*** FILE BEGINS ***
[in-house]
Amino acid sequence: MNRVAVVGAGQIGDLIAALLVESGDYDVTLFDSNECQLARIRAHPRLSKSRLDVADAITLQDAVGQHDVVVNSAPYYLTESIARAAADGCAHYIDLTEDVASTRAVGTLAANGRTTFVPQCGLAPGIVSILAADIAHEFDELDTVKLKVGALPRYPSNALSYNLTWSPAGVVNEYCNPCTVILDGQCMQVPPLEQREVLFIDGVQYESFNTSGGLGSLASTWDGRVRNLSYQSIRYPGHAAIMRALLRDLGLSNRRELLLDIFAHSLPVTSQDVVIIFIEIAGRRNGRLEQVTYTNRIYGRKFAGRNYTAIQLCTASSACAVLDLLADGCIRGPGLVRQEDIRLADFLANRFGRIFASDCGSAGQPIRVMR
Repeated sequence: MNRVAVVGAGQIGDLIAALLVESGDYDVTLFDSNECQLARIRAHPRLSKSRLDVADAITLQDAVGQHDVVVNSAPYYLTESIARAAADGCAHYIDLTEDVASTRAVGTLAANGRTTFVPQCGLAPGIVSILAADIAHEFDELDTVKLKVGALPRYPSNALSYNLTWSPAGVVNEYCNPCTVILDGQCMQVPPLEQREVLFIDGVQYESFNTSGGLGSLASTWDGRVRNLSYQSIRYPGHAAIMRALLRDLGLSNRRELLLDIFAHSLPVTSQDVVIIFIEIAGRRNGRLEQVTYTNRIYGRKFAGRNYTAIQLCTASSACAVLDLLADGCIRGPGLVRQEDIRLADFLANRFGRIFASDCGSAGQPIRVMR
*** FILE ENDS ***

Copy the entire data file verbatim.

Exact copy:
[in-house]
Amino acid sequence: MNRVAVVGAGQIGDLIAALLVESGDYDVTLFDSNECQLARIRAHPRLSKSRLDVADAITLQDAVGQHDVVVNSAPYYLTESIARAAADGCAHYIDLTEDVASTRAVGTLAANGRTTFVPQCGLAPGIVSILAADIAHEFDELDTVKLKVGALPRYPSNALSYNLTWSPAGVVNEYCNPCTVILDGQCMQVPPLEQREVLFIDGVQYESFNTSGGLGSLASTWDGRVRNLSYQSIRYPGHAAIMRALLRDLGLSNRRELLLDIFAHSLPVTSQDVVIIFIEIAGRRNGRLEQVTYTNRIYGRKFAGRNYTAIQLCTASSACAVLDLLADGCIRGPGLVRQEDIRLADFLANRFGRIFASDCGSAGQPIRVMR
Repeated sequence: MNRVAVVGAGQIGDLIAALLVESGDYDVTLFDSNECQLARIRAHPRLSKSRLDVADAITLQDAVGQHDVVVNSAPYYLTESIARAAADGCAHYIDLTEDVASTRAVGTLAANGRTTFVPQCGLAPGIVSILAADIAHEFDELDTVKLKVGALPRYPSNALSYNLTWSPAGVVNEYCNPCTVILDGQCMQVPPLEQREVLFIDGVQYESFNTSGGLGSLASTWDGRVRNLSYQSIRYPGHAAIMRALLRDLGLSNRRELLLDIFAHSLPVTSQDVVIIFIEIAGRRNGRLEQVTYTNRIYGRKFAGRNYTAIQLCTASSACAVLDLLADGCIRGPGLVRQEDIRLADFLANRFGRIFASDCGSAGQPIRVMR